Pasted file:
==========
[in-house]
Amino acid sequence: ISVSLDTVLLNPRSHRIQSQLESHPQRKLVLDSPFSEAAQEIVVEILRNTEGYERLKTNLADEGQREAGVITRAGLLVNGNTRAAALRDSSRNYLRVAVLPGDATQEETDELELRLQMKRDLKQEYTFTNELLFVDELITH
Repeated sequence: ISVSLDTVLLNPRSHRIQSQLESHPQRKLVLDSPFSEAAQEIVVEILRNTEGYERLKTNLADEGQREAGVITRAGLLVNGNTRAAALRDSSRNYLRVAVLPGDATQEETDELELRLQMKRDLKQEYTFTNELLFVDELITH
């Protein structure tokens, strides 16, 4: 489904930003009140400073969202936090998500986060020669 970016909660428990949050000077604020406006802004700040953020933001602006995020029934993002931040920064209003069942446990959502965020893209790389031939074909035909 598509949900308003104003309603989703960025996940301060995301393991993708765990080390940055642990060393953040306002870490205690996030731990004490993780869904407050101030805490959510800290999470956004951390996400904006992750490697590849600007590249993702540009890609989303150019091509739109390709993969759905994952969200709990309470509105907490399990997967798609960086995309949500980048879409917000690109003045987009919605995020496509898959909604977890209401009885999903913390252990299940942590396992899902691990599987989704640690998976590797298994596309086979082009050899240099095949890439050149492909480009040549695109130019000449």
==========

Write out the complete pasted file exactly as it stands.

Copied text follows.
[in-house]
Amino acid sequence: ISVSLDTVLLNPRSHRIQSQLESHPQRKLVLDSPFSEAAQEIVVEILRNTEGYERLKTNLADEGQREAGVITRAGLLVNGNTRAAALRDSSRNYLRVAVLPGDATQEETDELELRLQMKRDLKQEYTFTNELLFVDELITH
Repeated sequence: ISVSLDTVLLNPRSHRIQSQLESHPQRKLVLDSPFSEAAQEIVVEILRNTEGYERLKTNLADEGQREAGVITRAGLLVNGNTRAAALRDSSRNYLRVAVLPGDATQEETDELELRLQMKRDLKQEYTFTNELLFVDELITH
């Protein structure tokens, strides 16, 4: 489904930003009140400073969202936090998500986060020669 970016909660428990949050000077604020406006802004700040953020933001602006995020029934993002931040920064209003069942446990959502965020893209790389031939074909035909 598509949900308003104003309603989703960025996940301060995301393991993708765990080390940055642990060393953040306002870490205690996030731990004490993780869904407050101030805490959510800290999470956004951390996400904006992750490697590849600007590249993702540009890609989303150019091509739109390709993969759905994952969200709990309470509105907490399990997967798609960086995309949500980048879409917000690109003045987009919605995020496509898959909604977890209401009885999903913390252990299940942590396992899902691990599987989704640690998976590797298994596309086979082009050899240099095949890439050149492909480009040549695109130019000449």